How We Vote

Please note that I’m doing my best to write this from a politically neutral viewpoint. If at some point, my deconstruction fails and it seems like I’m endorsing a certain party, this is unintentional. Assume I’m an alien from another planet.

I was inspired on this post on the Bayesian Conspiracy podcast- as well as by recent election shenanigans- to think about how people vote, and more importantly, why.

We’re all familiar, I think, with the old idea of the rational agent- that people will vote in a way to benefit their self-interests. On the surface, this idea seems like it would work. The ill-informed rational agent would vote in an almost random fashion, based on the gaps in their knowledge, leaving the well informed to pick up the slack, so things may go well even when it’s difficult to wade through the complexities of the proposed policies. We would, if people really vote in their own interests, end up with policies that benefit the majority of citizens. Of course, this would only work in a perfect democracy, where one person equals one vote and everyone is able to vote.

In a system of rational agents, when confronted with an issue that only affects a small minority, the majority wouldn’t have enough incentive to vote contrary to the minority’s interests. The major problems with a system like this is that if a specific class of people were better informed, they would vote in their own interest, and the interest of the ill-informed would be less-well represented. Also, policy that benefits a simple majority isn’t the same as policy that is optimized- that is, that benefits the greatest number of people possible.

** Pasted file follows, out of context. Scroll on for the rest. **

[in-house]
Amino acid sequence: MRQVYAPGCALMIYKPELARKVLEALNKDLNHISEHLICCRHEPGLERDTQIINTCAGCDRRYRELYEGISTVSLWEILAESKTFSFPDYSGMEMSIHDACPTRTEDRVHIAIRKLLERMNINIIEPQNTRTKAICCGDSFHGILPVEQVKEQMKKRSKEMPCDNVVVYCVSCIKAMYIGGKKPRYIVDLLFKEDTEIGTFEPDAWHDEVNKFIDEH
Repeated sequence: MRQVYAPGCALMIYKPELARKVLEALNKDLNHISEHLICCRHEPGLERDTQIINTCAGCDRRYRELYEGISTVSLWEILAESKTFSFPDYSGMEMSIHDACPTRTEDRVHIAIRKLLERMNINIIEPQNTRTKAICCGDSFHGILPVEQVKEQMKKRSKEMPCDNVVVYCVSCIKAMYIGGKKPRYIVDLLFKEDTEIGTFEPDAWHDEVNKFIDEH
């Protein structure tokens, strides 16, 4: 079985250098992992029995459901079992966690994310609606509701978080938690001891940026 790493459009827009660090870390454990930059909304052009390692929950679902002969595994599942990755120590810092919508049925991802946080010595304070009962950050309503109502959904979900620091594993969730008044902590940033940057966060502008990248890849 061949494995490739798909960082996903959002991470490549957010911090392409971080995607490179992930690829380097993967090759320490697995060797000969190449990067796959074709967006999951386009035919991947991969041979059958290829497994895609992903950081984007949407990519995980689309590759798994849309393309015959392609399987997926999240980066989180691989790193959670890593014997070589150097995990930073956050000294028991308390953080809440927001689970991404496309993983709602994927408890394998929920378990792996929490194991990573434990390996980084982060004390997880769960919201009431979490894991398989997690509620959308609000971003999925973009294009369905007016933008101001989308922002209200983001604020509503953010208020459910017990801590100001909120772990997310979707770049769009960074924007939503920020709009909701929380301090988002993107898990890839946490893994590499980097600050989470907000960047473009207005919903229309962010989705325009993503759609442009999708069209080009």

The old idea of people acting as rational agents is quickly disappearing, however. Caplan, in his Myth of the Rational Voter argues, among other things, that people don’t vote in a way that will benefit them, because the effect of their vote is so small that there is little cost to voting in a way that makes them feel good. In other words, people vote how they feel they should, which is more prone to bias.

The real question, then, is how to build a system of democracy that benefits the greatest number of people possible, and also has safeguards against systemic bias. One system I’ve seen proposed is futarchy, in which people would bet on beliefs. It seems to me that futarchy would be weighted toward those who are able to invest more. A technocracy based on a computerized model runs into a similar problem: who programs the computer?

For now, I suppose we should continue to rely on our constitutional democracy, as much as the system seems to be malfunctioning. A constitution serves as some control against the more egregious forms of bias, and voters can do their best to educate themselves and update their beliefs based on the available data. In other words, until we’re able to truly optimize the system based on everything we’ve learned, we’ll muddle through.

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